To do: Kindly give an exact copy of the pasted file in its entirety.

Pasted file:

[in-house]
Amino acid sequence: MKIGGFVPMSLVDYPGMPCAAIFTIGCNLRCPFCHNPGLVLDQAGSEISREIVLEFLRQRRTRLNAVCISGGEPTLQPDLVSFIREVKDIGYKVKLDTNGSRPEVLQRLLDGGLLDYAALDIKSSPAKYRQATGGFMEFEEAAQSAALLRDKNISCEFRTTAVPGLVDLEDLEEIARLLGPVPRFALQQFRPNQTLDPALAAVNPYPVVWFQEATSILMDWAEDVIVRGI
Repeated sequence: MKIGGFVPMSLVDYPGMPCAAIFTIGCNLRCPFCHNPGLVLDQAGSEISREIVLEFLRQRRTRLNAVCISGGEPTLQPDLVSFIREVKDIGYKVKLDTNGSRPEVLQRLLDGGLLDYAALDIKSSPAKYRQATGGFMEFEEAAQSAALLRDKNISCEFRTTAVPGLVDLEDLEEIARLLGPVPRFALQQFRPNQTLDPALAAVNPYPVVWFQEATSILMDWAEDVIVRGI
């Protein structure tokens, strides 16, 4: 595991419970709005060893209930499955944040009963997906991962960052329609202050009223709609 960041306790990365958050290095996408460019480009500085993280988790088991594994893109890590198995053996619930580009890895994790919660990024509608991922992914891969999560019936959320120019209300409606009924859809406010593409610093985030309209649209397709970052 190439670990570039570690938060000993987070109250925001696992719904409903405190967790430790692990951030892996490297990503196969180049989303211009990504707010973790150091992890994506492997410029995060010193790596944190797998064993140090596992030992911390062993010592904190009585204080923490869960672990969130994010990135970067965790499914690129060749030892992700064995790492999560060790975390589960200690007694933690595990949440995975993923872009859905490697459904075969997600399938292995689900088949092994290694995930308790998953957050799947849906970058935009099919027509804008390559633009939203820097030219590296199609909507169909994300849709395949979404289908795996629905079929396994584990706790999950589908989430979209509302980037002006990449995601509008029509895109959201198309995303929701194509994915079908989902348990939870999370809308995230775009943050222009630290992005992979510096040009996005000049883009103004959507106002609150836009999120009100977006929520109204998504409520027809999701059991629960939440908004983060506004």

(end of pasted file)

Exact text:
[in-house]
Amino acid sequence: MKIGGFVPMSLVDYPGMPCAAIFTIGCNLRCPFCHNPGLVLDQAGSEISREIVLEFLRQRRTRLNAVCISGGEPTLQPDLVSFIREVKDIGYKVKLDTNGSRPEVLQRLLDGGLLDYAALDIKSSPAKYRQATGGFMEFEEAAQSAALLRDKNISCEFRTTAVPGLVDLEDLEEIARLLGPVPRFALQQFRPNQTLDPALAAVNPYPVVWFQEATSILMDWAEDVIVRGI
Repeated sequence: MKIGGFVPMSLVDYPGMPCAAIFTIGCNLRCPFCHNPGLVLDQAGSEISREIVLEFLRQRRTRLNAVCISGGEPTLQPDLVSFIREVKDIGYKVKLDTNGSRPEVLQRLLDGGLLDYAALDIKSSPAKYRQATGGFMEFEEAAQSAALLRDKNISCEFRTTAVPGLVDLEDLEEIARLLGPVPRFALQQFRPNQTLDPALAAVNPYPVVWFQEATSILMDWAEDVIVRGI
């Protein structure tokens, strides 16, 4: 595991419970709005060893209930499955944040009963997906991962960052329609202050009223709609 960041306790990365958050290095996408460019480009500085993280988790088991594994893109890590198995053996619930580009890895994790919660990024509608991922992914891969999560019936959320120019209300409606009924859809406010593409610093985030309209649209397709970052 190439670990570039570690938060000993987070109250925001696992719904409903405190967790430790692990951030892996490297990503196969180049989303211009990504707010973790150091992890994506492997410029995060010193790596944190797998064993140090596992030992911390062993010592904190009585204080923490869960672990969130994010990135970067965790499914690129060749030892992700064995790492999560060790975390589960200690007694933690595990949440995975993923872009859905490697459904075969997600399938292995689900088949092994290694995930308790998953957050799947849906970058935009099919027509804008390559633009939203820097030219590296199609909507169909994300849709395949979404289908795996629905079929396994584990706790999950589908989430979209509302980037002006990449995601509008029509895109959201198309995303929701194509994915079908989902348990939870999370809308995230775009943050222009630290992005992979510096040009996005000049883009103004959507106002609150836009999120009100977006929520109204998504409520027809999701059991629960939440908004983060506004």